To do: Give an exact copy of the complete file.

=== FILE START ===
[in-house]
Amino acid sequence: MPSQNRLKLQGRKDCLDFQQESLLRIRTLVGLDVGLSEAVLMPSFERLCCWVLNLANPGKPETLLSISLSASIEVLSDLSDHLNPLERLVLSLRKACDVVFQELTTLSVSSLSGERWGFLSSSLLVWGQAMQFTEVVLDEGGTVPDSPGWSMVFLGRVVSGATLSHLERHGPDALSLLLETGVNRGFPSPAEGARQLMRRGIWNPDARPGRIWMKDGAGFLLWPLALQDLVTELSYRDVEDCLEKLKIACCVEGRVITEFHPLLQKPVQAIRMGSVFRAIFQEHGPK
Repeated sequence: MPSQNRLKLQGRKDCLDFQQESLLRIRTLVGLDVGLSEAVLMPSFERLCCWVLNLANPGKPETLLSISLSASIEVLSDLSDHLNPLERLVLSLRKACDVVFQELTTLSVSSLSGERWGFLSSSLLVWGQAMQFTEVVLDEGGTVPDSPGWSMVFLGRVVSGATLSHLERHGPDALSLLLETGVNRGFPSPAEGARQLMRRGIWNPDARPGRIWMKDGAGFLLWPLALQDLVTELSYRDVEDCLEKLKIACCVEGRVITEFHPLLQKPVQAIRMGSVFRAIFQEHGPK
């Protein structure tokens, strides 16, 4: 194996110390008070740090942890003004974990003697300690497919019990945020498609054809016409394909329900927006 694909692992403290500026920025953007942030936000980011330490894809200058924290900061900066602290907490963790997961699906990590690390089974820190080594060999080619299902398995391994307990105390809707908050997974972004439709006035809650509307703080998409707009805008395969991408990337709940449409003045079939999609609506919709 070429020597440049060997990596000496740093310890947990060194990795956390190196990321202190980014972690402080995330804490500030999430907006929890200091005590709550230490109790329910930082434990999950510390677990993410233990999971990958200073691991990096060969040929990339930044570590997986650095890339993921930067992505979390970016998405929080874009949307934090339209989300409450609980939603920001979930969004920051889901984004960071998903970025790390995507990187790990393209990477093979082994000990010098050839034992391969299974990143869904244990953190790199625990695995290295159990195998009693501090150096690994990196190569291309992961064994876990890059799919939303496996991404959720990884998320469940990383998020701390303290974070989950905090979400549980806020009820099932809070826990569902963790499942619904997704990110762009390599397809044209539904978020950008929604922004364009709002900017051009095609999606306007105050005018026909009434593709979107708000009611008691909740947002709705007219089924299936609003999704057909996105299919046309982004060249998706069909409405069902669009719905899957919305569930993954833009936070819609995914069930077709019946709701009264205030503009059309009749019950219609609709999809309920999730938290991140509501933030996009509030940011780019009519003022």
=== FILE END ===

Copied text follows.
[in-house]
Amino acid sequence: MPSQNRLKLQGRKDCLDFQQESLLRIRTLVGLDVGLSEAVLMPSFERLCCWVLNLANPGKPETLLSISLSASIEVLSDLSDHLNPLERLVLSLRKACDVVFQELTTLSVSSLSGERWGFLSSSLLVWGQAMQFTEVVLDEGGTVPDSPGWSMVFLGRVVSGATLSHLERHGPDALSLLLETGVNRGFPSPAEGARQLMRRGIWNPDARPGRIWMKDGAGFLLWPLALQDLVTELSYRDVEDCLEKLKIACCVEGRVITEFHPLLQKPVQAIRMGSVFRAIFQEHGPK
Repeated sequence: MPSQNRLKLQGRKDCLDFQQESLLRIRTLVGLDVGLSEAVLMPSFERLCCWVLNLANPGKPETLLSISLSASIEVLSDLSDHLNPLERLVLSLRKACDVVFQELTTLSVSSLSGERWGFLSSSLLVWGQAMQFTEVVLDEGGTVPDSPGWSMVFLGRVVSGATLSHLERHGPDALSLLLETGVNRGFPSPAEGARQLMRRGIWNPDARPGRIWMKDGAGFLLWPLALQDLVTELSYRDVEDCLEKLKIACCVEGRVITEFHPLLQKPVQAIRMGSVFRAIFQEHGPK
């Protein structure tokens, strides 16, 4: 194996110390008070740090942890003004974990003697300690497919019990945020498609054809016409394909329900927006 694909692992403290500026920025953007942030936000980011330490894809200058924290900061900066602290907490963790997961699906990590690390089974820190080594060999080619299902398995391994307990105390809707908050997974972004439709006035809650509307703080998409707009805008395969991408990337709940449409003045079939999609609506919709 070429020597440049060997990596000496740093310890947990060194990795956390190196990321202190980014972690402080995330804490500030999430907006929890200091005590709550230490109790329910930082434990999950510390677990993410233990999971990958200073691991990096060969040929990339930044570590997986650095890339993921930067992505979390970016998405929080874009949307934090339209989300409450609980939603920001979930969004920051889901984004960071998903970025790390995507990187790990393209990477093979082994000990010098050839034992391969299974990143869904244990953190790199625990695995290295159990195998009693501090150096690994990196190569291309992961064994876990890059799919939303496996991404959720990884998320469940990383998020701390303290974070989950905090979400549980806020009820099932809070826990569902963790499942619904997704990110762009390599397809044209539904978020950008929604922004364009709002900017051009095609999606306007105050005018026909009434593709979107708000009611008691909740947002709705007219089924299936609003999704057909996105299919046309982004060249998706069909409405069902669009719905899957919305569930993954833009936070819609995914069930077709019946709701009264205030503009059309009749019950219609609709999809309920999730938290991140509501933030996009509030940011780019009519003022």